Tuesday, 27 March 2018



My initial idea for House of Lunacy came at a visit to Museum Dr. Guislain in Gent, Belgium. The museum is placed at an old psychiatric hospital, and is dedicated to show the history of psychiatry along with an art gallery with works inspired by and made by, people with mental illnesses. The many strange devices, machines and methods used in the old days of psychiatry were an immediate inspiration.

Imagining the interaction with these bizarre instruments felt like a game to me. And not just interaction with machines. Interaction with people as well.

Diagnosing and treating patients are such manipulative actions. When we play with game characters, we are essentially playing with dolls. The pulling of strings, and discoveries made by doing so, triggers a natural stimuli - the curiosity of the human being. Exploring and manipulating the mind of another person and the responsibility that goes along with it makes the challenge naturally attractive.

So I began writing down the concept, trying to focus on manipulation of the patients. As I am an artist, my mind naturally drifted into story, atmosphere, specific scenes and how the whole thing should end and so on. Artsy stuff. I forgot about the most important part: the game.

I quickly restrained myself and started focusing on the essentials, which is a challenge when you have not designed a management game before. Though three things were clear: 1. The game would be closer to Paper’s Please than Theme Hospital. I wanted to focus on the patients, and not on the asylum. 2: The game was about ethical choices, and not about actual psychiatry. 3: The treatments had to be highly interactive, outrageous and out of this world.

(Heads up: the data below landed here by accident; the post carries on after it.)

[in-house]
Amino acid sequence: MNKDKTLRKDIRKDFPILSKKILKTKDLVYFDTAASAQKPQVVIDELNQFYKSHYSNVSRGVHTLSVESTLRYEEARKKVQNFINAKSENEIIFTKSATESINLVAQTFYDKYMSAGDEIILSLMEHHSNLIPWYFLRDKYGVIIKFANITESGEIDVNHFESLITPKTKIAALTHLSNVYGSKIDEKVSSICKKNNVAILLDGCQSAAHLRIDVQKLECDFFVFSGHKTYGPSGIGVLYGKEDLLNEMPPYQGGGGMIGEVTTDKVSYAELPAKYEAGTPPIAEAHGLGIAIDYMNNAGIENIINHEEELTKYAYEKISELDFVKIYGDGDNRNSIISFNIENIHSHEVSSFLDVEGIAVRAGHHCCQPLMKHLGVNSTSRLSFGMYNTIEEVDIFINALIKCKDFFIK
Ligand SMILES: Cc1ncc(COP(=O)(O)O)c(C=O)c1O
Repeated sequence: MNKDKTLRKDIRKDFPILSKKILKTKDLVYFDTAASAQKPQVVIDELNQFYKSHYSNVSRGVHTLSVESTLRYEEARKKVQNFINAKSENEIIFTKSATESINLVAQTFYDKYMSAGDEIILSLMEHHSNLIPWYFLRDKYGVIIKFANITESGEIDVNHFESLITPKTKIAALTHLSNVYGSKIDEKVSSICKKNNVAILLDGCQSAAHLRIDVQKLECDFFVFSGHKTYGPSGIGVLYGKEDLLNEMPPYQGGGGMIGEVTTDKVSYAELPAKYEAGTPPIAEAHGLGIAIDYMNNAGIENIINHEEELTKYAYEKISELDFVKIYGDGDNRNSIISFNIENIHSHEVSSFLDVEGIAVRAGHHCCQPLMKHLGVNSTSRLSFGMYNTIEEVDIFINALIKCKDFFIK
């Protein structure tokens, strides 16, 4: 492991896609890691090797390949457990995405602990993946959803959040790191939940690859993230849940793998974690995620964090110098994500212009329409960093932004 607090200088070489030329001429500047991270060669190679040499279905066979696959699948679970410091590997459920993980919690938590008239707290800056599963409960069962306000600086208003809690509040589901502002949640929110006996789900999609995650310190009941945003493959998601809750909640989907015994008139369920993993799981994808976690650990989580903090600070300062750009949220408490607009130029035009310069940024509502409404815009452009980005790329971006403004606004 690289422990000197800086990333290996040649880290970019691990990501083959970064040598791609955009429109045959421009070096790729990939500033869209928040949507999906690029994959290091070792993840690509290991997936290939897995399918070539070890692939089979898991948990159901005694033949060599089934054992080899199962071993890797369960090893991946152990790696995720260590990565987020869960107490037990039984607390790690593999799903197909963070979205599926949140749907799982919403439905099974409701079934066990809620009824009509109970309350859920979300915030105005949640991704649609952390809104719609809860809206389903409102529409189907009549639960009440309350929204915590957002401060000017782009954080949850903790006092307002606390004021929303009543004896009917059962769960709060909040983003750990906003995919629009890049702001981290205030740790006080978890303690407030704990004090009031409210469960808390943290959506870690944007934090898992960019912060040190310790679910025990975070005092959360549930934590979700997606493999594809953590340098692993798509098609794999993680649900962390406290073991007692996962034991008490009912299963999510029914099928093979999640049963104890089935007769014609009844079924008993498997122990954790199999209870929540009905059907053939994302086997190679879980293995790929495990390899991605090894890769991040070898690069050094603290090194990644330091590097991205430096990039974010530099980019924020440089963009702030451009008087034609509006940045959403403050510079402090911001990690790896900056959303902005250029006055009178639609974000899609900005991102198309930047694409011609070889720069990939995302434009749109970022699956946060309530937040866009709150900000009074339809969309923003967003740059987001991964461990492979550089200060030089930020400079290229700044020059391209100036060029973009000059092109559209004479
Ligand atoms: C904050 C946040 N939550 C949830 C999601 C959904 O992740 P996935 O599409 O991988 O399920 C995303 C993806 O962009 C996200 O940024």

An actual treatment - The Cat Piano

My game developer skills are very broad, but when it comes to programming I am a newbie, so I needed a coding partner. The person that came to mind was game designer Jesper Brun Halfter, a guy I met while studying game design at the university. He liked the idea and joined the project! Hurrah!

Early prototype for DFI
After a couple of meetings and a lot of beer, a small prototype was pitch-ready for the Danish game fund at DFI (Danish Film Institute). Thankfully, they loved the concept and gave us enough support to develop the idea, which led to these last four months. (We are currently seeking funding for the next step of development).

Next up, I will talk about moving into office and designing our first prototypes.

For diversity and the mind!
-        - Malte Burup

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